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Analyzing a Binary Black-Hole System with a Numerical Relativity Simulation

Black holes are puzzling, exciting, and inescapable and are hence considered to be some of the most exotic objects in the Universe.

Analyzing Binary Black-Hole System from a Numerical Relativity Simulation

Ripples in the spacetime around a merging binary black-hole system from a numerical relativity simulation. Image Credit: Deborah Ferguson, Karan Jani, Deirdre Shoemaker, Pablo Laguna, Georgia Tech, MAYA Collaboration

With the availability of gravitational-wave detectors, detection of the chirp sound that two black holes produce when they merge is made possible, and around 70 such chirps have been discovered until now.

At the Heidelberg Institute for Theoretical Studies (HITS), a research group currently forecasts that this so-called “ocean of voices” chirps preferentially occur in two universal frequency ranges.

The study has been reported in The Astrophysical Journal Letters.

The breakthrough of gravitational waves in 2015—which was postulated by Einstein one hundred years ago—won the 2017 Nobel Prize in Physics and started the dawn of gravitational-wave astronomy.

When two stellar-mass black holes combine, they discharge gravitational waves of high frequency, the alleged chirp signal, that could be “heard” on Earth. From noting this frequency evolution (the chirp), researchers can deduce the alleged “chirp mass,” a mathematical combination of the two separate black hole masses.

Until now, it has been assumed that the merging of black holes could consist of any mass. But the team’s models indicate that few black holes come in standard masses that then lead to universal chirps.

The existence of universal chirp masses not only tells us how black holes form, it can also be used to infer which stars explode in supernovae.

Fabian Schneider, Study Lead Author, Heidelberg Institute for Theoretical Studies

It offers deep knowledge into the supernova mechanism, unsure nuclear and stellar physics, and offers a new method for researchers to quantify the expedited cosmological expansion of the Universe.

Severe Consequences for the Final Fates of Stars

Stellar-mass black holes with masses of around 3 to 100 times the Sun are considered to be the endpoints of massive stars that do not blow up in supernovae but collapse into black holes.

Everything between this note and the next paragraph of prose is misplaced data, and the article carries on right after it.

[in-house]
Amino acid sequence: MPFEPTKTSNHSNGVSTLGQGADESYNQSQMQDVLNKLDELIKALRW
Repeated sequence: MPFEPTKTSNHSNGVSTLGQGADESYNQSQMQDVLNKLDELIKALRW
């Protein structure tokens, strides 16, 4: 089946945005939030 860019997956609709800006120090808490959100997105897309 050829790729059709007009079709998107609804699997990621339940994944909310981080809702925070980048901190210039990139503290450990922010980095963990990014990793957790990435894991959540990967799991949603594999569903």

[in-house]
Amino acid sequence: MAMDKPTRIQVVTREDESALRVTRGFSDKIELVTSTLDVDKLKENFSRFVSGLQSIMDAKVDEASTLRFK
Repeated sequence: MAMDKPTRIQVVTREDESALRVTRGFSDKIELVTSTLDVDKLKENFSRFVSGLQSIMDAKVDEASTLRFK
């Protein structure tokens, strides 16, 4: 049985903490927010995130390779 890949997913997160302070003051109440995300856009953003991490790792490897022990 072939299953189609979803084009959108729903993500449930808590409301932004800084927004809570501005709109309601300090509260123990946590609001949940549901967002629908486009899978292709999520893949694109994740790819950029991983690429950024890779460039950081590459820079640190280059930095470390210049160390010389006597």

The black holes’ progenitors result in mergers that are originally born in binary star systems and face numerous episodes of mass exchange happening between the components: especially, both black holes are from stars that have been drawn off their envelopes.

The envelope stripping has severe consequences for the final fates of stars. For example, it makes it easier for stars to explode in a supernova and it also leads to universal black hole masses as now predicted by our simulations,” stated Philipp Podsiadlowski from Oxford University, second author of the study and currently Klaus Tschira Guest Professor at HITS.

The “stellar graveyard”—known as a collection of all identified masses of the neutron-star and black-hole remains of massive stars—is rapidly increasing as a result of the accelerating sensitivity of the gravitational-wave detectors and continuing searches for such objects.

Especially, there appears to be a gap in the distribution of the chirp masses of combining binary black holes, and proof emerges for the existence of peaks at around 8 and 14 solar masses. Such features resemble the universal chirps forecasted by the HITS team.

Any features in the distributions of black-hole and chirp masses can tell us a great deal about how these objects have formed.

Eva Laplace, Study Third Author, Heidelberg Institute for Theoretical Studies

Not in This Galaxy: Black Holes with Much Larger Masses

Ever since the first breakthrough of merging black holes, it became obvious that there are black holes with much greater masses compared to the ones found in the Milky Way.

This is a direct impact of such black holes originating from stars born with a chemical composition different from that in the Milky Way Galaxy.

Currently, the HITS team could display that—irrespective of the chemical composition—stars that are envelope-stripped in close binaries develop black holes of <9 and >16 solar masses but nearly none in between.

In merging black holes, the universal black-hole masses of roughly 9 and 16 solar masses logically imply universal chirp masses, that is, universal sounds.

When updating my lecture on gravitational-wave astronomy, I realized that the gravitational-wave observatories had found first hints of an absence of chirp masses and an overabundance at exactly the universal masses predicted by our models.

Fabian Schneider, Study Lead Author, Heidelberg Institute for Theoretical Studies

Schneider added, “Because the number of observed black-hole mergers is still rather low, it is not clear yet whether this signal in the data is just a statistical fluke or not.”

Whatever may be the outcome of future gravitational-wave observations: the outcome will turn out to be exciting and help researchers comprehend better where the singing black holes in this ocean of voices derive from.

Journal Reference

Schneider, F. R. N., et al. (2023) Bimodal Black Hole Mass Distribution and Chirp Masses of Binary Black Hole Mergers. The Astrophysical Journal Letters.

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